Four central polling locations added in Greene County to make voting more convenient

"Make It Count" Voter's Guide
putting the ozarks

SPRINGFIELD, Mo.- When you think of a polling location, you typically think of a designated school or church that’s close to home.

The Greene County Clerk’s Office website has an interactive map to find your designated polling location. Just type in your home address, and the map will give you the address of your polling place, operating hours, and if it’s handicap accessible.

But with the addition of central polling locations in Springfield, the Clerk’s Office is making it even more convenient to cast your ballot in person on Election Day.

There are four central polling locations in the city, meaning anyone in Greene County can vote at these locations regardless of your precinct or designated polling place:

  • JQH Arena – 685 S John Q Hammons Pkwy
  • CU Transit Center – 211 N Main Ave.
  • Cox South Hospital – 3801 S National Ave.
  • Mercy Hospital – 1235 E Cherokee St.

The central polling location at JQH Arena will likely benefit students and staff who live and work around Missouri State University’s campus. At the same time, the CU Transit Center will be available for anyone who travels or commutes via city busses on Election Day.

At Mercy and Cox, central polling locations will be invaluable to hospital workers, who typically work long shifts.

“Largely, this was a response from our coworkers. We listened to them. A lot of them, as you know, hospitals workers, a lot of them, work a 12-hour shift, 7A to 7P, and for our workers who want to vote and do that conveniently it’s really challenging to try to find someone to cover, to get away, given the hours of their polling locations, get home, get to your designated spot,” says Mercy CAO Erik Frederick.

With the COVID-19 pandemic, hospital staff may also feel more comfortable casting a ballot in their workplace rather than traveling to their designated polling place.

“Even patients that are in the hospital are able and do that, as well as their visitors, folks who don’t want to leave and come back and forth. We are also open to the local community so if we are the nearest convenient central polling location for somebody, they can come here as well,’ says Frederick.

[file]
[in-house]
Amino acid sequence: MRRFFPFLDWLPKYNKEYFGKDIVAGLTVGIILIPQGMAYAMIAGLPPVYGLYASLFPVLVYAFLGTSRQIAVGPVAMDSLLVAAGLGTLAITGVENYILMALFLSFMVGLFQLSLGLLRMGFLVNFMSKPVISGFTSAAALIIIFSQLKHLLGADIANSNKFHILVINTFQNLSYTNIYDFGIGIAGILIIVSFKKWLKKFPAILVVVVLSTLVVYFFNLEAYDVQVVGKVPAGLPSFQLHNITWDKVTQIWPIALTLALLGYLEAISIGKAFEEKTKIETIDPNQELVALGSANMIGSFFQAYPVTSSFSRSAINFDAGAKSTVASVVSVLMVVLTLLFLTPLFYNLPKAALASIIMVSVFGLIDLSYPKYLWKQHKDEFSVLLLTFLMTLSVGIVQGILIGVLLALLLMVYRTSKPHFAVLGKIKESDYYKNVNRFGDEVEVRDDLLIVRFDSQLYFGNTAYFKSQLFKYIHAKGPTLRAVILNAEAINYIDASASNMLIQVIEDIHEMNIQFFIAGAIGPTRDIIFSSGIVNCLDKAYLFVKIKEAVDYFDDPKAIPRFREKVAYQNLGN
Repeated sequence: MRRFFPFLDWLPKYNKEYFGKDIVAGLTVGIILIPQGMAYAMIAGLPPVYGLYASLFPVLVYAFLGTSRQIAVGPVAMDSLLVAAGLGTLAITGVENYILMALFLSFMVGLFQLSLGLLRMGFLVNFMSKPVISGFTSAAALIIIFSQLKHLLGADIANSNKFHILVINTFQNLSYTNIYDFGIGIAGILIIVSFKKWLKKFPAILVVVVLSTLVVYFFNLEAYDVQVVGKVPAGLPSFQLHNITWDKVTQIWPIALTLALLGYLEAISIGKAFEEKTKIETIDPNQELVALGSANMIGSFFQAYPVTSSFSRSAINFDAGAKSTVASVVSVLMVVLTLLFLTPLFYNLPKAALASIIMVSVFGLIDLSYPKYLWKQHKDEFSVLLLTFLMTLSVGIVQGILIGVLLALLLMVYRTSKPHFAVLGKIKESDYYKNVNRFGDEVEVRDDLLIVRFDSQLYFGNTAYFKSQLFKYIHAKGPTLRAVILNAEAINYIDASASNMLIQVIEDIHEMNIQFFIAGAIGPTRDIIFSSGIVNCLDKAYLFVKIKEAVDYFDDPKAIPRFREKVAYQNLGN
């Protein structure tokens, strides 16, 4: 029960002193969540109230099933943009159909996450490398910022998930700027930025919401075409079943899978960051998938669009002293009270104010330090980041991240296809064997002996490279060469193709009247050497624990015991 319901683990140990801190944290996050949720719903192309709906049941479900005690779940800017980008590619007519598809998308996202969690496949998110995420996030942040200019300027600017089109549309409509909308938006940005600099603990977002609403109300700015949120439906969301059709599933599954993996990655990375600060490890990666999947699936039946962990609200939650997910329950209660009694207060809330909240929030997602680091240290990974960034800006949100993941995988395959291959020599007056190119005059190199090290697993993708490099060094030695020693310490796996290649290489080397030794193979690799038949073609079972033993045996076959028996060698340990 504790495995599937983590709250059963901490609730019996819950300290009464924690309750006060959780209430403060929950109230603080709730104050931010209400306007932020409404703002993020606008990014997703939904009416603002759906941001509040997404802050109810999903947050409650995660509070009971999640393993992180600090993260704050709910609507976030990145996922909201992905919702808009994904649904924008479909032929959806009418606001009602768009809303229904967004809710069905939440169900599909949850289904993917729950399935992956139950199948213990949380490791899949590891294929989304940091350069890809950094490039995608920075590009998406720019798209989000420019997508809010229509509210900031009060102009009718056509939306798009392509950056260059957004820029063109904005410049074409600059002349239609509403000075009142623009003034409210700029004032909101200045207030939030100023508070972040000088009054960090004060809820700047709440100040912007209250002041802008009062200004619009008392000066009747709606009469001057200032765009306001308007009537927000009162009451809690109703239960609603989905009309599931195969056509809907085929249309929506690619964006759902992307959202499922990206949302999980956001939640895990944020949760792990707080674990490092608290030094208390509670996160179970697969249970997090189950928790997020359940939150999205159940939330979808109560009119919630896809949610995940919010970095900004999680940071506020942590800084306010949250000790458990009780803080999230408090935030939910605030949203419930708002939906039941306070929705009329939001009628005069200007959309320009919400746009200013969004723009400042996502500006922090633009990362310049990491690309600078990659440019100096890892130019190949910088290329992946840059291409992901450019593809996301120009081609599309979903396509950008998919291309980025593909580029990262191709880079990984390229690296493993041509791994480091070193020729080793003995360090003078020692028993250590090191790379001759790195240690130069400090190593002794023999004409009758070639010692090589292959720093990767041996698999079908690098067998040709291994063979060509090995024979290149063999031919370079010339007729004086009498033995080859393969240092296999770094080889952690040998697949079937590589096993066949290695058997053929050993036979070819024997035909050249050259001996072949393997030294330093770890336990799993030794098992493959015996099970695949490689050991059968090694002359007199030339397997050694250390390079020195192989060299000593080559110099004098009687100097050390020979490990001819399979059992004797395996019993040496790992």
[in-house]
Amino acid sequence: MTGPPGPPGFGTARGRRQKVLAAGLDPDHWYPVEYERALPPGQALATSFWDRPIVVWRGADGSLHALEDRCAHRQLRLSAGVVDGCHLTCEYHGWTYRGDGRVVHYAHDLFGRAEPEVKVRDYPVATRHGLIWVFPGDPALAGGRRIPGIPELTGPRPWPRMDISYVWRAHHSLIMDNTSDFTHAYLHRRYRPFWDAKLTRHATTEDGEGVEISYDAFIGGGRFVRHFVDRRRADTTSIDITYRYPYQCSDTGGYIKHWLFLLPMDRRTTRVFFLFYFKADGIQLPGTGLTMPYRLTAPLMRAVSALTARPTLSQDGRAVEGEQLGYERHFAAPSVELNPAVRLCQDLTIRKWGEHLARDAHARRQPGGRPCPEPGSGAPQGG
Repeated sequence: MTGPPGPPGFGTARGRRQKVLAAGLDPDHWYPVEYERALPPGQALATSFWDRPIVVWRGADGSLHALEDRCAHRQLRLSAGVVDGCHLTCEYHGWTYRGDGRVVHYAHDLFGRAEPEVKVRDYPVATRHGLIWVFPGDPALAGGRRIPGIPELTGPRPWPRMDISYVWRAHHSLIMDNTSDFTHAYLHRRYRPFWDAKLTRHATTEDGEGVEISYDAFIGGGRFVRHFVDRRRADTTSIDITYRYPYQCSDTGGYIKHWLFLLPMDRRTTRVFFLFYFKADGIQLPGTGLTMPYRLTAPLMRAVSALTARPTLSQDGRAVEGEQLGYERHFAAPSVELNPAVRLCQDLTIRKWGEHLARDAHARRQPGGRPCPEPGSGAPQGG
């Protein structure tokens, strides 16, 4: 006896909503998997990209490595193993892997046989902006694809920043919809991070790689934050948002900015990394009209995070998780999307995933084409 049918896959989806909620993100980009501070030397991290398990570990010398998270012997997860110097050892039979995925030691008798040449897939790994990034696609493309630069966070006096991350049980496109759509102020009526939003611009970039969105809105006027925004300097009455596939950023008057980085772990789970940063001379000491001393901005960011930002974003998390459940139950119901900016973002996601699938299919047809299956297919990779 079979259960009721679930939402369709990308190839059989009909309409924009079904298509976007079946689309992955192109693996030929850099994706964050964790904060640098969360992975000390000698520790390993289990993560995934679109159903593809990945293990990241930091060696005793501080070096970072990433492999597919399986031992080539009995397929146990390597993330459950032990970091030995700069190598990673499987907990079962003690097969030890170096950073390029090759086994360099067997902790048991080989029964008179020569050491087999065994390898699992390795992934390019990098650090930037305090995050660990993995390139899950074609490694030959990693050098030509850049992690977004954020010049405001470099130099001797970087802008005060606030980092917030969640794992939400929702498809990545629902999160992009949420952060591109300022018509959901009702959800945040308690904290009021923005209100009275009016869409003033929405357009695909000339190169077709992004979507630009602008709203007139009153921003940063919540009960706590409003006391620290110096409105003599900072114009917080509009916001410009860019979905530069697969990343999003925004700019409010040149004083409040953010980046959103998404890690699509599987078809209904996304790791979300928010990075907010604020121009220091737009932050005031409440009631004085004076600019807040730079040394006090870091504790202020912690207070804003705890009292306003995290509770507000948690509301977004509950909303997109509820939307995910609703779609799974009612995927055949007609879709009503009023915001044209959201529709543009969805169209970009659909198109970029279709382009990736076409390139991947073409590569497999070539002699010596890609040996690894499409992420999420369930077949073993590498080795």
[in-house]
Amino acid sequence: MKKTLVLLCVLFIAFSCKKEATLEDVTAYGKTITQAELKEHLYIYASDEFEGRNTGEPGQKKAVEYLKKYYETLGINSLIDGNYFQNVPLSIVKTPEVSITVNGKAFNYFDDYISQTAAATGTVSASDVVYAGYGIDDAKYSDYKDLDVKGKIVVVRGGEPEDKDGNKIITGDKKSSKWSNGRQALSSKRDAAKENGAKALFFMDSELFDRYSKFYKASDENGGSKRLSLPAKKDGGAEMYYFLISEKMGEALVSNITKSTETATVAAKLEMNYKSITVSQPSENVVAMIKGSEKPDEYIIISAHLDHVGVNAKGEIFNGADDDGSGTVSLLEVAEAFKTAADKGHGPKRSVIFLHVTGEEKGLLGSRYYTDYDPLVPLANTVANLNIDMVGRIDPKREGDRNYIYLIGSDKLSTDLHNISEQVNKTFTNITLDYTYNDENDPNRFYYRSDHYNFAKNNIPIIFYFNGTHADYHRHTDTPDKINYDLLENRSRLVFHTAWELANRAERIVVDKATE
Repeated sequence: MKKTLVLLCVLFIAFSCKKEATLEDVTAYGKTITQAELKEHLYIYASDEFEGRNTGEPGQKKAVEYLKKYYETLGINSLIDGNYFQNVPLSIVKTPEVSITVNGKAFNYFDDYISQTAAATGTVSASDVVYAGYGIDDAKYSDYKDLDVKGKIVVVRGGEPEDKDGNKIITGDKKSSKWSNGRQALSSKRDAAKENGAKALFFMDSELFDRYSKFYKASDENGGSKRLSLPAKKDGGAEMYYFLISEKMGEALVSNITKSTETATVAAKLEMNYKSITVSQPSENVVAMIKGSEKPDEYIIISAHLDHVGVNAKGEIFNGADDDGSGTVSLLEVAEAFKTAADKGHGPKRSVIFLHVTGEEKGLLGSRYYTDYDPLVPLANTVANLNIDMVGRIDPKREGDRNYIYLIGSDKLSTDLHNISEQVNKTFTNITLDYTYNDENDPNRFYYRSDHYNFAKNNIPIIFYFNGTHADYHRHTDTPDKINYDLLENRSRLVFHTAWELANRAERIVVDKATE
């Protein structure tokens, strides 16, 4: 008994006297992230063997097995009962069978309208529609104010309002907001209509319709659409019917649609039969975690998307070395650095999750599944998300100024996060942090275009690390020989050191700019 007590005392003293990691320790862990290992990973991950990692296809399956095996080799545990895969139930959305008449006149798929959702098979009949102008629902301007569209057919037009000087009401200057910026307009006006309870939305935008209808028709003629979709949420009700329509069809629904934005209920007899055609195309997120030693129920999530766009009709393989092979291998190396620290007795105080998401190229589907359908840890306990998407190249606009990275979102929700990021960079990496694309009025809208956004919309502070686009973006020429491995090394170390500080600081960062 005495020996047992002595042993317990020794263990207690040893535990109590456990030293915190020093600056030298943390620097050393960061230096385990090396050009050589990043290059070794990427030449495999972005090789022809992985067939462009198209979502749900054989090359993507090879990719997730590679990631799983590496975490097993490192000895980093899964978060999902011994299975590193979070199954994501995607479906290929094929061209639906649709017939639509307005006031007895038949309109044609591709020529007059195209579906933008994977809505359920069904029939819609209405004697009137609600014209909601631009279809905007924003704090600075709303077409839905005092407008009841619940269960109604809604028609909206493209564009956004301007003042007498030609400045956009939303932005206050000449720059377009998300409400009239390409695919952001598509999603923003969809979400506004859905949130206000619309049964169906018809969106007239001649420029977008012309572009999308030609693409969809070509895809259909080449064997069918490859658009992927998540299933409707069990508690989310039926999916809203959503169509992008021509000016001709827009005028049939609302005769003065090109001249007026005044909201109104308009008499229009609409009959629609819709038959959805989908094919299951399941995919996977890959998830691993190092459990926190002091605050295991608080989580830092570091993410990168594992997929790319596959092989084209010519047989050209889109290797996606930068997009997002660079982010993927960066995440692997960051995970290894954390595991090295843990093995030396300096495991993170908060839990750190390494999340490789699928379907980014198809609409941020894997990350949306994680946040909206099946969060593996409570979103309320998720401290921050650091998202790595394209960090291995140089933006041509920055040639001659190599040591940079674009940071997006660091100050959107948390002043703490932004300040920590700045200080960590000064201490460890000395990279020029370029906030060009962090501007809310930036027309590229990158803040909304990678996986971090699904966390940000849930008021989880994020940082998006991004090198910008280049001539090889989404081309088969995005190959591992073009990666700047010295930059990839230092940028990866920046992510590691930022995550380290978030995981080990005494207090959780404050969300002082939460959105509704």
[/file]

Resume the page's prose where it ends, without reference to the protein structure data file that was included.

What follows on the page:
The polling location is right inside the main entrance of Mercy, so voters won’t have to enter past the lobby to cast a ballot. And will have plenty of space for social distancing.

But for those casting a ballot in a local school facility, what will it look like this year?

Springfield Public Schools will not be holding any classes, virtual or in-person on Election Day this year.

Stephan Hall, Chief Communication Officer, says the district strategically planned a Professional Development day for teachers on Election Day to cut down on traffic in the 13 school buildings being used for voting.

At the new Delaware Elementary in Springfield, school officials created a designated space for such occasions. The Community Room has its own entrance and exit so citizens can access the space without entering the rest of the school building.

Principal Stephanie Young says despite the new addition, the November 3rd elections will be held in the Delaware Elementary gym to allow for social distancing.

“On a big election day like our November election, we will have the elections here in this room. But when we designed this building we also added a room called the Community Room,” says Young.

Young says the school still expects to utilize the Community Room for future municipal elections that likely won’t have as high a voter turnout than presidential elections.

“That room is designed for community use. We’ve got three different community groups using it right now and that’s the whole reason it was built. We wanted our school to be a hub for our neighborhood,” says Young.

The room has doors leading to the outside so community members do not have to interrupt school or be near students when entering.

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